The passing of the long time Harvard Russian history professor Richard Pipes drew different responses about him. They ranged from the negative personal accounts of Francis Boyle and Gilbert Doctorow (which I’ve heard similarly from others), to the positive comments from Jacob Heilbrunn and Ira Straus.
For his part, Paul Robinson has provided a critical overview, falling somewhere between Boyle-Doctorow and Heilbrunn-Straus (though closer to Boyle-Doctorow). Upon further review, Marion Smith appears to offer perhaps the best upbeat recollection of Pipes, in terms of providing substantive details.
Another accounting is given by Kevin Murphy. Murphy’s lengthy piece has some debatable points that the Russian watching establishment typically doesn’t follow up on.
Fairly early into his article, Murphy asserts as fact that Henry Kissinger motivated the Dr. Strangelove character, in the 1964 film (called Dr. Strangelove) about a US-Soviet nuclear confrontation. As has been noted elsewhere, that claim is highly doubtful, given the other motivating personalities at the time, relative to Kissinger’s not so well known stature then – years before his high level Nixon administration appointment.
Concerning Cold War themed movies, Pipes somewhat resembled the hawkish anti-Russian/anti-Communist academic, portrayed by Walter Malthau in another 1964 film Fail Safe, which was also about a US-Soviet nuclear confrontation. There doesn’t appear to be any claim saying that Malthau’s role in that movie was motivated by Pipes. This is in line with the reality that Pipes was by no means alone in his disdain for Russia and the USSR.
Overall, Pipes can be categorized as anti-Russian/anti-Communist, as opposed to pro-Russian/anti-Communist, as well as other categories that include having a politically left of center anti-Russian bias, which sees an inherently negative Russian trait corrupting socialism. (For some, that’s apparently not bigoted, unlike other types of negative collective stereotyping against a particular national and/or religious group.)
Notwithstanding, Pipes’ self-described contrarian side, put him at odds with some hardcore anti-Russian elements; in addition to being generally opposed by those on the left, who aren’t necessarily anti-Russian. With the Russian Civil War as a reference, Murphy’s piece characterizes Pipes to be ideologically misguided. This is ironic given what Murphy does and doesn’t say.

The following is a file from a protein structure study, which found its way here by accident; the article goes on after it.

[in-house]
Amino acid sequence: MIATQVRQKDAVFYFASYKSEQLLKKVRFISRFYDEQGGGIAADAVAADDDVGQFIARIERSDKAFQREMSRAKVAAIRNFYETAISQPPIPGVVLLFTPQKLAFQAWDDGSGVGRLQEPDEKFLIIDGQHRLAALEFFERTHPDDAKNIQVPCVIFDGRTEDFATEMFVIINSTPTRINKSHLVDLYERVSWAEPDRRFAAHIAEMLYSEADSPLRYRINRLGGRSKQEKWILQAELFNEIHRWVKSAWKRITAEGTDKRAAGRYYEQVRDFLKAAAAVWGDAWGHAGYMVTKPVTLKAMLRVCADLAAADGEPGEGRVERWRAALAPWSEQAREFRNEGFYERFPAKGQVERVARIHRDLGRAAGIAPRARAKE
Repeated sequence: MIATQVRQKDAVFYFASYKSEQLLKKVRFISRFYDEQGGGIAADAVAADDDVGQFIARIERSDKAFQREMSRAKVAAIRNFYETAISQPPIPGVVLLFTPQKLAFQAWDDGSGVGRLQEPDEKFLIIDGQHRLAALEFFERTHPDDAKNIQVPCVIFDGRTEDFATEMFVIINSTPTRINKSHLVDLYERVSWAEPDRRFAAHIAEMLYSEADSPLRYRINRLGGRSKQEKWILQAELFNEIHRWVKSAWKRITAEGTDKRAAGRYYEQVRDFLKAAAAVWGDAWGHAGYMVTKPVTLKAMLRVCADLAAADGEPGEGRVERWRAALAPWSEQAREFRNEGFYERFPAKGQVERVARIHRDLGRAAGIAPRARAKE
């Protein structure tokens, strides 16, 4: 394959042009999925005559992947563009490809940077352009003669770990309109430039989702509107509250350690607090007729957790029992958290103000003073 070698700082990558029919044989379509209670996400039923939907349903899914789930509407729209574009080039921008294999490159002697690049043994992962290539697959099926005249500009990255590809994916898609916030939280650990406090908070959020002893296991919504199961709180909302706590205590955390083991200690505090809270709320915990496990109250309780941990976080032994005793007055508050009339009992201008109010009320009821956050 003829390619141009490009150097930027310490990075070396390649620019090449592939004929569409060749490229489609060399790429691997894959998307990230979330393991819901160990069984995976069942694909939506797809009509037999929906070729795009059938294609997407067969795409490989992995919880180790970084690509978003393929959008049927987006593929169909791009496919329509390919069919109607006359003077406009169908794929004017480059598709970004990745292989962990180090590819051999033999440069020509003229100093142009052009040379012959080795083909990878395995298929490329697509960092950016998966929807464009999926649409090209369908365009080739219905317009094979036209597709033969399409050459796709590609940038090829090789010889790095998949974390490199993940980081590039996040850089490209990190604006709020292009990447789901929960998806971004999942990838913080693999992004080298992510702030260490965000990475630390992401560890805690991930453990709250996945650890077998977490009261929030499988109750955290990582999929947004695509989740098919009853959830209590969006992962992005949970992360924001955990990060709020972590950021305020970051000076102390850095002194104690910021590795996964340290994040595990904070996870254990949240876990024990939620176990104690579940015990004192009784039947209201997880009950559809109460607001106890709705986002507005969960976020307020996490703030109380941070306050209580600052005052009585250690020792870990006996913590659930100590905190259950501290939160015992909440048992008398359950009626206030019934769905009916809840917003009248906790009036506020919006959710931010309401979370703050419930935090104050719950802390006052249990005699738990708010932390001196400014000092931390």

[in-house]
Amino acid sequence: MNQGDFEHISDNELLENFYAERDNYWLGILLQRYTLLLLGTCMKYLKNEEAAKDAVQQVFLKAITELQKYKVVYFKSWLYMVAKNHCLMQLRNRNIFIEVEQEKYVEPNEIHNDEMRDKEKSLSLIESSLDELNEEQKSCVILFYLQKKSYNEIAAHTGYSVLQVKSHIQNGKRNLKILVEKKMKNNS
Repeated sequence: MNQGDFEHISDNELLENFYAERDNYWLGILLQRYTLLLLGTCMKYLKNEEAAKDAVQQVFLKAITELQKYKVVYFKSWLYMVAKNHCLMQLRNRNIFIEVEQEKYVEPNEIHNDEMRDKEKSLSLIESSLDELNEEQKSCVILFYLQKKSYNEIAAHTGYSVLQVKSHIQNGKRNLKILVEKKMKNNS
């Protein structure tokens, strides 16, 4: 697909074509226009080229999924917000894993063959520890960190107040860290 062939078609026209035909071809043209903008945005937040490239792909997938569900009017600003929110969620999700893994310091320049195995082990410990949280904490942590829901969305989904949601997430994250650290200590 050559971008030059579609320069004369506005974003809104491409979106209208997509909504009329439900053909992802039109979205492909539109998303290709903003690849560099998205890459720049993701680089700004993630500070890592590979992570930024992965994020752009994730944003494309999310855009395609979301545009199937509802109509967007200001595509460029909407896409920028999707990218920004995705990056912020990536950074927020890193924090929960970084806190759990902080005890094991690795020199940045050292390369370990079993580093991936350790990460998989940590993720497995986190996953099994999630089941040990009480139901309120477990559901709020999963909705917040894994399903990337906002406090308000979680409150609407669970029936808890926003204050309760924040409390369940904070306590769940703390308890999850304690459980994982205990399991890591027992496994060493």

Regarding Murphy’s suggestion to the contrary, Pipes wasn’t incorrect in his assertion that the image of a foreign intervention on the side of the Russian Civil War era Whites is something that has been quite bloated from what had actually happened. The Germans did more for the Reds than just transport Lenin from Zurich to Petrograd. There was also the concerted soft power anti-White/pro-Red activism in the West, as well as some other matters like:
– Polish leader Josef Pilsudski’s then secret agreement with the Reds to not have Poland enter into a White-Polish alliance, at a time when the Whites were in a good strategic offensive position.
– British Prime Minister David Lloyd George’s relative successful lobbying of non-support for the Whites, as well as Britain refusing to give refuge to Czar Nicholas II and his family.
Until the end of WW I, the foreign intervention in the former Russian Empire had a good deal to do with competing powers keeping each other in check. Thereafter, was the matter of protecting foreign nationals and business interests in the turbulent Russian Civil War situation.
In his essay, Murphy suggestively chides Pipes for being soft on the violent anti-Jewish action among the Whites. As has been true in some other instances, several facets are downplayed on this score.
Towards the end of the Russian Civil War, the more knowledgeable and objective of observers on the subject of Russian Civil War era Jewry, note that the White leadership under Peter Wrangel, had maintained a better discipline of its forces, which led to a noticeable decline in looting and violence in White held territory. A hypothetical White victory wasn’t destined for a Nazi or Nazi light scenario. In exile, it appears that most Whites didn’t embrace a Nazi like attitude. This was true of the two key White commanders Wrangel and Anton Denikin.
The pogroms against the Jews in Russian Civil War era Ukraine happened before the Whites established a primary base there. These pogroms included involvement from the forces loyal to Ukrainian nationalist leader Symon Petliura, as well as some locals.
Much of the contemporary mainstream academic commentary on the Whites brings to mind an interview which Pipes gave after the Soviet breakup. In that instance, I recall him saying that US based Russian studies programs at one time were more influenced by Russian émigrés – a reference to the likes of Michael Karpovich and George Vernadsky. I sense that Pipes is correct in that assessment, indicating a decline of that Russian view, which had a White geared anti-Communist/pro-Russian take. Simultaneously, a more Ukrainian nationalist and anti-Russian leaning perspective, seems to have gained a greater influence in US academic circles – thereby explaining a comparatively increased sympathy and understanding for Petliura and his forces over the Whites.
Along with Pipes, the popular in Russia Vladimir Putin hasn’t been antagonistic towards the Whites, when compared to Murphy and some others. On post-Soviet Russian issues, Pipes leaned in a neocon direction, which put him at odds with Putin and mainstream thinking Russians. Despite their differences, Pipes and Putin seem to have at least one thing in common – to not readily accept the broad image of evil Whites against more virtuous Reds.
Michael Averko is a New York based independent foreign policy analyst and media critic.